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Some Absinthe History
Wormwood has been used for medicinal purposes for millenia;
references appear in Egyptian papyri, early Syrian texts, and
even in the Bible. Ancient absinthe was little more than
wormwood leaves soaked in wine (and in the last 500 years or so
distilled spirits were also used). Pythagoras recommended this concoction
as an aid to labour in childbirth. Hippocrates prescribed it for
jaundice, anaemia, rheumatism, and menstrual pains. Pliny the
Elder notes that it was customary for the champion of a chariot
race to drink a cup of wormwood infused wine, to remind him that
even victory had its bitter side. He also notes that it was used
as a cure for bad breath. Vermouth, made famous as the main
flavouring of the classic Martini, is in fact fortified wine infused with
Artemisia Ponticus, otherwise known as Roman wormwood. Vermouth
derives it's name directly from wormwood, via the German word
wermuth. Vermouth, due to the different species of wormwood used, has virtually no thujone and its psychoactive effects are entirely due to the alcohol and small amounts of tyramine & tyrosine in the wine (amino-acid by-products of fermentation, precursors to dopamine, adrenaline, norepinephrine).
By the 13th century, absinthe was known in France as "assince" or
"absince", and was fed to dogs to cure flatulence. By the 14th
century, "assenz", as it was then called, was recommended as an aid
to human digestion. In the 15th century it was known as
"absynce", by the 16th century "absynthe". In 1597 John Gerard
wrote in his book "Herball" that "Wormewood voideth away the
wormes of the guts." Wormwood was also recommended as a gastric
tonic and heart stimulant (the latter can probably be explained by thujone's GABA-antagonist effects).
More recently in the 17th century, when Madame de Coulanges, one
of the leading ladies of the French court, became ill,
she was prescribed a wormword preparation. When it calmed her
stomach, she wrote to Madame de Sévigné, "My little absinthe is
the remedy for all diseases." By the 17th and 18th centuries, wormwood had gained a reputation
as a cure-all. In 1780 herbalist Nicholas Culpepper calls
wormwood "an herb of Mars." He notes further that "Wormwood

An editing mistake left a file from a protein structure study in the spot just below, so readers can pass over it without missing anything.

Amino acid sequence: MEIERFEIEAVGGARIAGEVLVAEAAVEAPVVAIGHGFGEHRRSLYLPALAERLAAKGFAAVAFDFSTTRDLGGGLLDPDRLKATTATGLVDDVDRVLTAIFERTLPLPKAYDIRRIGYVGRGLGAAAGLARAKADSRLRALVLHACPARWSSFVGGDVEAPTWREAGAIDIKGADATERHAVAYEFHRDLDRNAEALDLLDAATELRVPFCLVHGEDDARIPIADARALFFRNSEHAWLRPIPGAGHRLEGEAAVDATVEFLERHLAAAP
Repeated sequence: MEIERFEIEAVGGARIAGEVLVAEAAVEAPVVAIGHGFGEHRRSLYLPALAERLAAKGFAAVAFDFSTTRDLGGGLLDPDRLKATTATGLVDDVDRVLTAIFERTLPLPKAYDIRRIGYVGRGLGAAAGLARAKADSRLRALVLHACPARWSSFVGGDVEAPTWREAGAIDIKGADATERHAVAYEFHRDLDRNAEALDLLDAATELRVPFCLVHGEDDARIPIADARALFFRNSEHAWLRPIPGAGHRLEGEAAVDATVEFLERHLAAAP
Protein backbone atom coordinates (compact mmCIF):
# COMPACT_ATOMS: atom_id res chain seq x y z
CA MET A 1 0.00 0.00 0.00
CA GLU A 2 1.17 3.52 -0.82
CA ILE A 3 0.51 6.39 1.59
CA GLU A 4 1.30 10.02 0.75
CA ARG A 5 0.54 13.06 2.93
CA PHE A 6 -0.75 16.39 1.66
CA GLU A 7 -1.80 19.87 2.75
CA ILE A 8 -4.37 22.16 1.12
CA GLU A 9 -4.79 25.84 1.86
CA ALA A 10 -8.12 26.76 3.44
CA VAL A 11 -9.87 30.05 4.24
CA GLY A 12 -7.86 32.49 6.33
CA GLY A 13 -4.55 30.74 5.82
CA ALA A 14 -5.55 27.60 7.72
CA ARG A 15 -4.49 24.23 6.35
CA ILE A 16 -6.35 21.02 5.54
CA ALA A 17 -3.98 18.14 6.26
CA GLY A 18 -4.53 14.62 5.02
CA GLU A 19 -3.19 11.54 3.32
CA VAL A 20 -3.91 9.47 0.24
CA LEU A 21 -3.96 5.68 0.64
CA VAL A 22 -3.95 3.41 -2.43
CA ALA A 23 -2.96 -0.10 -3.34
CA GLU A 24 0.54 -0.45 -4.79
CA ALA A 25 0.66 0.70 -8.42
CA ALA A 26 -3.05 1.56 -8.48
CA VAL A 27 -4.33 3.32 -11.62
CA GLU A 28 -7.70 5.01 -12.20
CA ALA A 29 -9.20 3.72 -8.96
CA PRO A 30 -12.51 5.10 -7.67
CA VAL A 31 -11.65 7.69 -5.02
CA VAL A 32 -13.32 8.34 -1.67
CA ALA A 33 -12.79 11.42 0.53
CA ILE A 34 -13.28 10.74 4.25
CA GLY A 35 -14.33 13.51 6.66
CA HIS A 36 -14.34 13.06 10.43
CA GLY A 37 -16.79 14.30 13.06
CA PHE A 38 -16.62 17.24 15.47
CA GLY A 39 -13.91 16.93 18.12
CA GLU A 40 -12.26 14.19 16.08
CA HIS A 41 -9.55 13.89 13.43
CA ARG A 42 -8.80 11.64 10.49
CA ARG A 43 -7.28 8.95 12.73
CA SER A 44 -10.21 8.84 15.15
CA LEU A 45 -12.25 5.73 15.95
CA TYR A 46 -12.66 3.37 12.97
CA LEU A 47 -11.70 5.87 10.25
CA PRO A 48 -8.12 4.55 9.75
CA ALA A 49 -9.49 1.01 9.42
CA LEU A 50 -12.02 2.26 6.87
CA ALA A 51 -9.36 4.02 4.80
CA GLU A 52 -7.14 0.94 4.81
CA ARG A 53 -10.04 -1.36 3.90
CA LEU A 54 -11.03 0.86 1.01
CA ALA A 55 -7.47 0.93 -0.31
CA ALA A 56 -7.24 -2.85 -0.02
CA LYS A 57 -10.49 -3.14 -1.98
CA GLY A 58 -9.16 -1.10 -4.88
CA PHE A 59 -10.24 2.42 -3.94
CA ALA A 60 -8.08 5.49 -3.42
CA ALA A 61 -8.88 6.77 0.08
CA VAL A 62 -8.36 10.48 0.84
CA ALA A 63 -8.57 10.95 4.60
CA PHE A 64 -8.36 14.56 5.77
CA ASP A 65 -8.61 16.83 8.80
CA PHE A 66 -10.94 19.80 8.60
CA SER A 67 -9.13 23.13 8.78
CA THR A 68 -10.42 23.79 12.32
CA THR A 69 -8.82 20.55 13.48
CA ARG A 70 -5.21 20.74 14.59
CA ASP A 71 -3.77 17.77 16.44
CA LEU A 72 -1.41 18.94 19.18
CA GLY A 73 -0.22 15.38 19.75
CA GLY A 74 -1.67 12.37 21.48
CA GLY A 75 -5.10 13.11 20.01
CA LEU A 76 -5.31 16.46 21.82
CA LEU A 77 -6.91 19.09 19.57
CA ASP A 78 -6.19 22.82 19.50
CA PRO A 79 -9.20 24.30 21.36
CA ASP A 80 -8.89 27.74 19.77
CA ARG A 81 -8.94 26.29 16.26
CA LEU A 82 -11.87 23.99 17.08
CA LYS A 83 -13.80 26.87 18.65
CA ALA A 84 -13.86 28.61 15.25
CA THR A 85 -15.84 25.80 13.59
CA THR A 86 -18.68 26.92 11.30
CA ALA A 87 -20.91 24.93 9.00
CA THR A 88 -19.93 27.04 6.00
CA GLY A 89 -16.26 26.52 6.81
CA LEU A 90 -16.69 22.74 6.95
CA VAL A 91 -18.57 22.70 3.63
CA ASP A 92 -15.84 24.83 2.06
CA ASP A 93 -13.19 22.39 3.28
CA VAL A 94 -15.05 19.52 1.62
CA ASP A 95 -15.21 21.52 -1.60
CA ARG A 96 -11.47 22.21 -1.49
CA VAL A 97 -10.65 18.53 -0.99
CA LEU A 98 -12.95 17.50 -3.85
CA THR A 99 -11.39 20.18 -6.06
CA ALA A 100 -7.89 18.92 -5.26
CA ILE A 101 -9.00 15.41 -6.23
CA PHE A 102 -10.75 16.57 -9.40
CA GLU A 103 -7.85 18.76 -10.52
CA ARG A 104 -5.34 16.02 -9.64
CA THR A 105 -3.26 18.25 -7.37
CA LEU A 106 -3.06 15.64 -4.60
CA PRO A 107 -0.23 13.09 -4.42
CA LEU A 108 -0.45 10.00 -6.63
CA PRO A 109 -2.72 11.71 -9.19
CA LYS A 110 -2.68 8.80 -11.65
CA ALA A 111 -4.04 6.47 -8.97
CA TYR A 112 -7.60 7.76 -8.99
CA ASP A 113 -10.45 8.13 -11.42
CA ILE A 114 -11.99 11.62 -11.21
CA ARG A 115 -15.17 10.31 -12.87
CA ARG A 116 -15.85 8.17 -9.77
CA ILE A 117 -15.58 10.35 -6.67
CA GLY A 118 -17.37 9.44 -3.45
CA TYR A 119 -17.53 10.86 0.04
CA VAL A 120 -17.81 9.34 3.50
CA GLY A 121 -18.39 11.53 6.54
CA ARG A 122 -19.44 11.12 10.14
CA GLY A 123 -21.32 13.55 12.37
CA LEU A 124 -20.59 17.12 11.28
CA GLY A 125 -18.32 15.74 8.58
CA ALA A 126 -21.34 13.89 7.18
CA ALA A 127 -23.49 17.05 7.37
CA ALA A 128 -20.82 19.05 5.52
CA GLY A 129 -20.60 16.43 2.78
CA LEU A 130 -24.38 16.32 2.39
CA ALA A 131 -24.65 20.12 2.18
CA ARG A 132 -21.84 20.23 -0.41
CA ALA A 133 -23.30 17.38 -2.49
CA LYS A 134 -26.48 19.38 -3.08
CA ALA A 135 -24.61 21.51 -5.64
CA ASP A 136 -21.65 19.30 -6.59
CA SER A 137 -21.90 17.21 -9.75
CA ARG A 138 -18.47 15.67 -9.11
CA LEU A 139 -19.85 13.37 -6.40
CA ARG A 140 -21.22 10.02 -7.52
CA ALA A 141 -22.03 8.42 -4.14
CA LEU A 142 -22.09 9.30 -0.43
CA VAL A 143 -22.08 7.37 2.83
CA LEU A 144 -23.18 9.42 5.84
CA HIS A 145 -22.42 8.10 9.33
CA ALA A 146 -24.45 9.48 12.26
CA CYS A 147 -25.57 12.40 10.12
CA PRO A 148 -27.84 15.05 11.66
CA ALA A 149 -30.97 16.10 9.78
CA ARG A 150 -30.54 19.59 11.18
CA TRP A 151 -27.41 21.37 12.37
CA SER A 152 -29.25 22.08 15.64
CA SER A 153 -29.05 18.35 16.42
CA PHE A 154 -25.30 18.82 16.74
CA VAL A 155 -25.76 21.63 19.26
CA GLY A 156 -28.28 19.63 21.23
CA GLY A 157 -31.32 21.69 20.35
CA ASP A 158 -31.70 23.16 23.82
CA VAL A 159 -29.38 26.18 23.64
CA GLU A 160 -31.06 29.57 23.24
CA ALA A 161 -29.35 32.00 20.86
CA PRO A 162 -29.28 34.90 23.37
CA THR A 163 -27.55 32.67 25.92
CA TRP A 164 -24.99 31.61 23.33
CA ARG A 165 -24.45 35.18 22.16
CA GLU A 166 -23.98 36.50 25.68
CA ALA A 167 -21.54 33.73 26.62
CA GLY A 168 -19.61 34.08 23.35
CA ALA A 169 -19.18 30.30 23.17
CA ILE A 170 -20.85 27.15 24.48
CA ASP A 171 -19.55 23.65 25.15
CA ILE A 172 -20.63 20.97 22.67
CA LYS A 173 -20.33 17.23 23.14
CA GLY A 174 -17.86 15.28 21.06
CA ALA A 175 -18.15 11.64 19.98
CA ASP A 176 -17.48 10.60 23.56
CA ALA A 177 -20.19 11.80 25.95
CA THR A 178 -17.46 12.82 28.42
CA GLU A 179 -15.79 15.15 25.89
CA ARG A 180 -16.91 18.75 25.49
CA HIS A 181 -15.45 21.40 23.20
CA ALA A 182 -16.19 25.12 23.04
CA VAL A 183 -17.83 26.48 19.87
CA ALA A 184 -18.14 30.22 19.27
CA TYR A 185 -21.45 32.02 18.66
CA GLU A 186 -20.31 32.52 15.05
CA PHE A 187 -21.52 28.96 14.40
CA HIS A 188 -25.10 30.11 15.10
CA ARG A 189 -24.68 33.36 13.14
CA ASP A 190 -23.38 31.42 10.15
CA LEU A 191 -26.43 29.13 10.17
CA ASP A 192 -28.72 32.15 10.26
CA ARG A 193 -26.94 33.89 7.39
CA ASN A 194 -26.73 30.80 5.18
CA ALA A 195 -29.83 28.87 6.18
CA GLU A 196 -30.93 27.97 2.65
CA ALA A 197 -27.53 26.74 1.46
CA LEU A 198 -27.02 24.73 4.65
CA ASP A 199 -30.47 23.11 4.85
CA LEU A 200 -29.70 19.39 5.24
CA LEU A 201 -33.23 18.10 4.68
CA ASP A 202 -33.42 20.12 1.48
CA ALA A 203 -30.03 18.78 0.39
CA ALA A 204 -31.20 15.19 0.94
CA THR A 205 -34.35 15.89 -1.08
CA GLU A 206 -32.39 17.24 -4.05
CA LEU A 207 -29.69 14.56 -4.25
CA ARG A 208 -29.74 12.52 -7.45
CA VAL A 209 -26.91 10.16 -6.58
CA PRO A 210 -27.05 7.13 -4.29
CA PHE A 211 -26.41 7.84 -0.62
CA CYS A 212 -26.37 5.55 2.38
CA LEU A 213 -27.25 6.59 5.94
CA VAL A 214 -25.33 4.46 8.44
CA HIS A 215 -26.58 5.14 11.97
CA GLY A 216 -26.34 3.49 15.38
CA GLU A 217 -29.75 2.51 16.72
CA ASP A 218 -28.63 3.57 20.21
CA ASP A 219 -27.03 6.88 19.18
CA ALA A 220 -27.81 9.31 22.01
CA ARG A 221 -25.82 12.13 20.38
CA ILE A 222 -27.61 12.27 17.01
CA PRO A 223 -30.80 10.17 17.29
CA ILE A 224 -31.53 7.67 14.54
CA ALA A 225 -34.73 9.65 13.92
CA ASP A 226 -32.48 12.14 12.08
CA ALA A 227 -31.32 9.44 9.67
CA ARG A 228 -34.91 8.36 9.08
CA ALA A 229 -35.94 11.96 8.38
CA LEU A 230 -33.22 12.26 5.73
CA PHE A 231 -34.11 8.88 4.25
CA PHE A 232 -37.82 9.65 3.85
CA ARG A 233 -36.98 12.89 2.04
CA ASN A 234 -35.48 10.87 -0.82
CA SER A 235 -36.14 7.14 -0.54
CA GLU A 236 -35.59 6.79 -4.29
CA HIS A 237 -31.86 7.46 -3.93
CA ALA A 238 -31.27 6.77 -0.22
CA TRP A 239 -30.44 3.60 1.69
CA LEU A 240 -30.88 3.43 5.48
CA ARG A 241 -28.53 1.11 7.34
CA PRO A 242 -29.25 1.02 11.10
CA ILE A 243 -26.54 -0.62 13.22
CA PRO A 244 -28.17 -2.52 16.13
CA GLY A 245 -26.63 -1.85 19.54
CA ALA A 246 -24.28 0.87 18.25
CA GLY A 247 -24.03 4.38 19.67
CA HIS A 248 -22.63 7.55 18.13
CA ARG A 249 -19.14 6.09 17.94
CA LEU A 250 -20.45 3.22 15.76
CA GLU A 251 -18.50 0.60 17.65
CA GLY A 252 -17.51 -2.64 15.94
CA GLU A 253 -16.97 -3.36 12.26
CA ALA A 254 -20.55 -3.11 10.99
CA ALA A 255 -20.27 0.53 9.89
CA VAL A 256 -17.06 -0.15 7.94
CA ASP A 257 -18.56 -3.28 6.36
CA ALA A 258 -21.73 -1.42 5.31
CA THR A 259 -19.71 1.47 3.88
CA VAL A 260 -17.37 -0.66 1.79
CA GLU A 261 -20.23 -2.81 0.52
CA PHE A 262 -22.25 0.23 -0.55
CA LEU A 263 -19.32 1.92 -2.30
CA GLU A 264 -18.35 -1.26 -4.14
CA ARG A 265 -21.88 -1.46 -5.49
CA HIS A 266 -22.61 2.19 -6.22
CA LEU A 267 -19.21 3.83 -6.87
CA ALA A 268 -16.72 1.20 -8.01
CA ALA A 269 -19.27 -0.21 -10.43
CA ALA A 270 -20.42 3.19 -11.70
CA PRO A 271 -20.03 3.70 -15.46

delights in Martial places, for about forges and iron works you
may gather a car-load of it. It helps the evils Venus and the
wanton boy produce. It remedies the evils choler[a] can inflict
on the body of a man by sympathy. Wormwood being an herb of
Mars, is a present remedy for the biting of rats and mice.
Mushrooms are under the dominion of Saturn, if any have poisoned
himself by eating them, Wormwood, an herb of Mars, cures him,
because Mars is exalted in Capricorn." You do have to admire the
reasoning that went into that. There's probably some truth to the idea of wormwood growing around iron-works, it benefits from a somewhat higher iron-content in the soil and early steel manufacturing processes produced a lot of ammonia, a source of fixed nitrogen which all plants need.
Absinthe as we know it today was (allegedly) invented in 1792 by
a French doctor called Pierre Ordinaire, who fled France's
revolution and settled in Couvet, a small town in western
Switzerland. He is said to have discovered Artemisia Absinthium
growing wild in the Val-de-Travers region. Like most country
doctors he made his own remedies, and knowing of absinthe's past,
he started experimenting with it. He eventually arrived at a
recipe similar to what we now know as absinthe, and the 68%
alcohol elixir that he produced in his 16 litre still became
popular in town, and was nicknamed La Fée Verte early on.
Upon his death, he left his recipe with two Henriod sisters from
Couvet, who then sold it in 1797 to Major Dubied, a visiting
Frenchman. That same year, his daughter Emilie married a Swiss
man named Henri-Louis Pernod. Dubied, his son Marcellin, and
Pernod setup what was probably the first proper absinthe